Sunday Gazette-Mail from Charleston, West Virginia on May 26, 1974 · Page 60
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Sunday Gazette-Mail from Charleston, West Virginia · Page 60

Charleston, West Virginia
Issue Date:
Sunday, May 26, 1974
Page 60
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Page 60 article text (OCR)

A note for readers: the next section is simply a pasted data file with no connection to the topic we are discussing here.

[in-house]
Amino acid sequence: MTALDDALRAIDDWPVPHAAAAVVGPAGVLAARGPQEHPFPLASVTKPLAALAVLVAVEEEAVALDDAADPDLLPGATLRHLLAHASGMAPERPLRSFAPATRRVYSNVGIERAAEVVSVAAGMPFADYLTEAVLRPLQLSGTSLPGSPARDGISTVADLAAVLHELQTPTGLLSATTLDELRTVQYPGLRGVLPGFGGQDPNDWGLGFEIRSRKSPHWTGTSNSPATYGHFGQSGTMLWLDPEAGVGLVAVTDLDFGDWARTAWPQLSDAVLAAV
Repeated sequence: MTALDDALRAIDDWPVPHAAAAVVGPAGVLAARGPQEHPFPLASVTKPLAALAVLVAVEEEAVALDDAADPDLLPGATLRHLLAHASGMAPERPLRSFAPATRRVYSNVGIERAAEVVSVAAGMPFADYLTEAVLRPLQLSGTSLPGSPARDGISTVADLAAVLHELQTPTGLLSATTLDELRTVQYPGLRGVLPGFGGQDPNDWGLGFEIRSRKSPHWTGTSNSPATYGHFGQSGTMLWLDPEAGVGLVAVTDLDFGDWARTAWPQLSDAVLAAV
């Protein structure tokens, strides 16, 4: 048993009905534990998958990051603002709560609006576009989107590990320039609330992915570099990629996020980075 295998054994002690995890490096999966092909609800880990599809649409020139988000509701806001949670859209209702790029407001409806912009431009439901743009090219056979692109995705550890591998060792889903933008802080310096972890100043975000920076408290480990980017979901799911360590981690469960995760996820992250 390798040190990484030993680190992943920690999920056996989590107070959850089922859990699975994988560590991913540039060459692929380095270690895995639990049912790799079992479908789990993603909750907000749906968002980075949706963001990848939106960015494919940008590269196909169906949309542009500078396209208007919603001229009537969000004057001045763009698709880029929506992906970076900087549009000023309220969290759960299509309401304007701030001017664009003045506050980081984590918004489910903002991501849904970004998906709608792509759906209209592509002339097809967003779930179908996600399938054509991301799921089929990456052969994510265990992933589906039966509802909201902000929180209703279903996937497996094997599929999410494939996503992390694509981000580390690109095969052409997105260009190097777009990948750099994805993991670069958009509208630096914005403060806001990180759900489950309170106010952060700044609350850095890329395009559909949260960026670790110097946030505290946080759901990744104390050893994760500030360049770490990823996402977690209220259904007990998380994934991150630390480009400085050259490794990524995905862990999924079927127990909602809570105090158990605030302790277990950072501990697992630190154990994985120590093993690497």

"Buffalo Muni/'' oil on canvas by Charles \1. Russell. The Men Who Really Won the West The Wicked Pony." bronze by F. S. Reminjrton. By Harold C. Gadd There are uncounted thousands of novels and movie films based on "the winning of the West," but most fall somewhat short. By and large.such works depict how a vast territory was violently wrested away from its Indian tenants, who had, themselves, taken it by force from an u n k n o w n , earlier race. The Old West, which still h a s a n a l m o s t h y p n o t i c world-wide appeal h a l f - a century a f t e r i t vanished, was really won--or captured-by a small handful of romantic artists, who arrived on the scene just before it was finally obliterated. W i t h o u t exception, they were in love w i t h a vast, b e a u t i f u l and often b r u t a l land as it was in the epic season of its history. As restless, ambitious, adventurous men, they were drawn westward by the same forces that drew t h o u s a n d s , then millions, from the East and Europe. As artists, they recorded with camera-like detail the men and scenes that e x e m p l i f i e d the mood and spirit of the land. For everyone who went West, there u n d o u b t e d l y were thousands who wanted to go, but did not. The late Cleveland financier, George Gund. tasted the Far West in early life, b u t r e l u c t a n t l y opted for a career away from it. His solution was to surround himself with artistic works that held the flavor of the land he could not have. Knowing there were thousands of others like himself, the year before his death in N o v e m b e r , 1966, he arranged for his collection to be viewed by a wide public. Since his death, his family has worked to fufill his desire. Next Sunday, June 2. the Gund Collection of Western Art will go on exhibit at Sunrise. In many respects, it is priceless: 71 pieces by the acknowledged masters of the genre. Included are works by Charles M. Russell, Frederic S. Remington, Charles Schreyvogel, West Virginia's own William R. Leigh. Frank Tenney Johnson, Edward Borein, Will James. Alfred Jacob Miller, Ernest Tonk and others. The collection includes a cross section of the symbolic giants who lived in the Epic West: the Indian, the Mountain Man, the Cavalry Dragoon, and that most familiar symbol of them all, the Cowboy. This long after the era vanished, the Gund collection probably is as close as you will ever get to the Old West. The exhibit will close June 23.

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